Archery and Anxiety

I have recently taken up archery, something I remember loving as a child and wanting to get back to for a long time. It’s been long enough, though, that it’s basically a new pursuit, which means there is a learning curve. And if you’ve ever tried archery, especially without much detailed instruction, you know that often that learning curve slides right into the intersection of bowstring with forearm.

In my case, it didn’t take long. Just a few days after we started, the string caught me right on the inside of the elbow, just at the top edge of my leather arm guard. (So I was trying to be careful, but…ow.) And then it hit me again, in almost the exact same place. And let me tell you, that tender spot inside the elbow is also one place that happens to bruise spectacularly when it gets hit by the bowstring. It’s a week later now, and it’s still a vivid purple and yellow.

This was motivation, however. With proper form, this kind of impact doesn’t happen, so I quickly learned what I was doing wrong, and how to improve my arm position and alignment. Other problems arose, however, when I tried to put this new understanding into practice.

I couldn’t help but flinch a little. Instead of releasing the arrow smoothly, with all of my focus on the target, part of my mind was worried about my arm, and my draw became more tentative. It wasn’t enough to send the arrow too wide, but it was enough to interfere. And, of course, it took a lot of the enjoyment out of practice and made me less enthusiastic about doing it.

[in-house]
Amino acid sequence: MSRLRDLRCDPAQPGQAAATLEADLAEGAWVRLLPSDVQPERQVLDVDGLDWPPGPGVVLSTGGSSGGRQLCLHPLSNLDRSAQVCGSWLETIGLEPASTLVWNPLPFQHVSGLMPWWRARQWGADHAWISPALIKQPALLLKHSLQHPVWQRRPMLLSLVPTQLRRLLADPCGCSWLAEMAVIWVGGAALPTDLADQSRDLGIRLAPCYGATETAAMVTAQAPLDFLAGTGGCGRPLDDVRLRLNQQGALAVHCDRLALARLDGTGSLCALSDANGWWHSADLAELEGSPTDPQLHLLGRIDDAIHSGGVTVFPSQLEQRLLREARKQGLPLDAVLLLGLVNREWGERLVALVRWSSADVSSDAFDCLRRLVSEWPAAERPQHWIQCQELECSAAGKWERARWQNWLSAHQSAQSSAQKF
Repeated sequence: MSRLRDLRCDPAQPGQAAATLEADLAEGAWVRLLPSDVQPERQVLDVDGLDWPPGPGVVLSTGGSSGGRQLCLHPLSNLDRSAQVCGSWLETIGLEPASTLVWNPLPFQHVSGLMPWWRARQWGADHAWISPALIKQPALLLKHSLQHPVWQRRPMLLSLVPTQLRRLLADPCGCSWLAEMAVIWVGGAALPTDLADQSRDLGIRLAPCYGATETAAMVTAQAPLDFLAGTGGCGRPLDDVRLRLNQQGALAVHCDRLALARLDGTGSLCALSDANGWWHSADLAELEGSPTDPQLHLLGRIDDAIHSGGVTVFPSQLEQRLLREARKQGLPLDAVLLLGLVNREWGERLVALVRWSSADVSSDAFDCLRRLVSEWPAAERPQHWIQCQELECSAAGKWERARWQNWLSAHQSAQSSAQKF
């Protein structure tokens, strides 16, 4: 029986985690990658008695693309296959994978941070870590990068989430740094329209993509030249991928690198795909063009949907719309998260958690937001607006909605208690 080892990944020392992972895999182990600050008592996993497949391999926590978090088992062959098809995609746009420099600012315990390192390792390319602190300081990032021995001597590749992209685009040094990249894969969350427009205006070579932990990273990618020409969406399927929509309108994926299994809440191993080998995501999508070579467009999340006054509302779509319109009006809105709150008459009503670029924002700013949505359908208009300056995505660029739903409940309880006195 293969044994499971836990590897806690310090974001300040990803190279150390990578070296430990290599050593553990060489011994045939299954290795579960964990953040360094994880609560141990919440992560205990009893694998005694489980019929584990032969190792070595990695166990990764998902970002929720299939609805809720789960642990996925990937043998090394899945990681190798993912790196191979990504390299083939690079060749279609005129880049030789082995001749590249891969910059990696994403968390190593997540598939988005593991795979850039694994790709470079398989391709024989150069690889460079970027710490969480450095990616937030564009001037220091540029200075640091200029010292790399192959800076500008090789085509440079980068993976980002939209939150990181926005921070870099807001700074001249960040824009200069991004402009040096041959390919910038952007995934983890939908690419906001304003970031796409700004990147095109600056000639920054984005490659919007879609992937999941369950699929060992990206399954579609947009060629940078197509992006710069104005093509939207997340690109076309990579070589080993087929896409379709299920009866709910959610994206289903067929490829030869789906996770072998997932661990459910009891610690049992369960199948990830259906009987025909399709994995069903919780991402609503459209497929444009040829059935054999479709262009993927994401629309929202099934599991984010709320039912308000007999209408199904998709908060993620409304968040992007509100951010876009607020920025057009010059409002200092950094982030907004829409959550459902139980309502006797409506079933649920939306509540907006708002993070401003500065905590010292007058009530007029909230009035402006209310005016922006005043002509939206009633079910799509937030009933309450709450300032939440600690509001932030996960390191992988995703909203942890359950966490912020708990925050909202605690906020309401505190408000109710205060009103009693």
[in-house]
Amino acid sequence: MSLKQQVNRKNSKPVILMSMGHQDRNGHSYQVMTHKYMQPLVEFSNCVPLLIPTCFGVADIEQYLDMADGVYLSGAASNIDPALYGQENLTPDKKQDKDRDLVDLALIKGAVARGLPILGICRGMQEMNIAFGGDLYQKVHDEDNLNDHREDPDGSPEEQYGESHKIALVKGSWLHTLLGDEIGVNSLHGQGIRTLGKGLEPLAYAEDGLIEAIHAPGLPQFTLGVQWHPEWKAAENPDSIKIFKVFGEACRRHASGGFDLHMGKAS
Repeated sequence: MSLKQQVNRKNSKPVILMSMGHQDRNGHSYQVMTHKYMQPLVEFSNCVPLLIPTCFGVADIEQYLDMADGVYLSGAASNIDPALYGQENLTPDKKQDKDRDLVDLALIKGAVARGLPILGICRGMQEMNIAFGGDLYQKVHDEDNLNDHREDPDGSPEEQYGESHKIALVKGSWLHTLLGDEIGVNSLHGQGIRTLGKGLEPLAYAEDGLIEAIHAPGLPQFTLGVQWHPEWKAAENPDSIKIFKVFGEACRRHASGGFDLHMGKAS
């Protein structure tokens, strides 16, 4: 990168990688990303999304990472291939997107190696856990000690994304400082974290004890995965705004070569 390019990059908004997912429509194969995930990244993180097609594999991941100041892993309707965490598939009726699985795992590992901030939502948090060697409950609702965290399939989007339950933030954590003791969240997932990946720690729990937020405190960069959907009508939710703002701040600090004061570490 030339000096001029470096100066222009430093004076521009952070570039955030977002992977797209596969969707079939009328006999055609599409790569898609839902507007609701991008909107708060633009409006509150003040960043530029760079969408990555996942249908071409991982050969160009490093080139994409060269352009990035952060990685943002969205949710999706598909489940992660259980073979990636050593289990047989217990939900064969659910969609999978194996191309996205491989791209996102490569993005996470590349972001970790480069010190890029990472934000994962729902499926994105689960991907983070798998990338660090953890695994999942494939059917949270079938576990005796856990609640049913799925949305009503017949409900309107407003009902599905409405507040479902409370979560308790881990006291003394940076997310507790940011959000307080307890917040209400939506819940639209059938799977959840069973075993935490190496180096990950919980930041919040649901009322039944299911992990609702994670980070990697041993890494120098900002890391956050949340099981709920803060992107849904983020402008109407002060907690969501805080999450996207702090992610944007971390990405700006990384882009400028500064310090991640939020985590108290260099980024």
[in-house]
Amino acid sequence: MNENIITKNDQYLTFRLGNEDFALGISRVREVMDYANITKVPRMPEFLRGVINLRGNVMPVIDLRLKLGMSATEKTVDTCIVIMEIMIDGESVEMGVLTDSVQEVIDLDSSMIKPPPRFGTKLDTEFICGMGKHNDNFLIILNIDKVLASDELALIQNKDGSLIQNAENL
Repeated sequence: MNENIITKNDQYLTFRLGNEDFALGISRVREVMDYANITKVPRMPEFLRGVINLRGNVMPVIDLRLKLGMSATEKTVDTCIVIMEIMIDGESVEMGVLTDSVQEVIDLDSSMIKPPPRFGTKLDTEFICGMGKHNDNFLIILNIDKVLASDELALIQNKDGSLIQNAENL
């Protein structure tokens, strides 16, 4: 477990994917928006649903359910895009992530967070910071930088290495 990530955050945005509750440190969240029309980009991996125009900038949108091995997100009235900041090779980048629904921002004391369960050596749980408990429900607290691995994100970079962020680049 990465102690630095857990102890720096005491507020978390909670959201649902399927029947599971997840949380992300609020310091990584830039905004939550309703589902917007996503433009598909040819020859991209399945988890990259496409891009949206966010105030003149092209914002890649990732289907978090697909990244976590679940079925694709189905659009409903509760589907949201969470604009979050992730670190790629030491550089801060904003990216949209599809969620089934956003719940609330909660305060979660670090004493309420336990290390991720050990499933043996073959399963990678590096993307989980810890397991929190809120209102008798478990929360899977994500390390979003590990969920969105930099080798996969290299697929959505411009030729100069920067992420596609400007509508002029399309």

It occurred to me later that this isn’t too different from social anxiety, at least how it often manifests for me. After suffering enough repeated social “failures,” I flinch away from engaging again; I anticipate that it’s going to hurt. So I often avoid social contact, and even when I try, I hold back. I don’t put all of myself into it. But of course, this makes me all the more likely to fail—people can tell that I’m not fully engaged, and maybe that makes me seem uninterested, inauthentic, or even dishonest. The arrow of my intention misses the mark.

It’s hard to get out of that cycle. As I continued to practice my archery, however, I found I was able to regain some confidence as my form improved. But first I had to just accept that each attempt might hurt. If I was doing things right, they wouldn’t—but I wouldn’t be doing things right if I let my fear distract me and keep me from fully committing to each shot. Instead I had to release the fear before I released the arrow.

I don’t hit my arm very often anymore, and I haven’t hit it so painfully again. But I also bought a different arm guard that protects me a little better and gives me more peace of mind as I’m learning. This lets me focus on really improving my form without getting stung by every single mistake.

It would be nice if I could wear some kind of similar gear to protect against social “stings,” but I think a good parallel is being willing to be vulnerable when connecting with other people, but also being aware that some pain can be guarded against. Sometimes that means learning to keep appropriate boundaries, because not all things are safe to reveal to all people. Sometimes it means avoiding people who hurt you through no fault of your own; unlike bowstring slap, social harm isn’t necessarily self-inflicted, and sometimes it’s not your form that is out of line.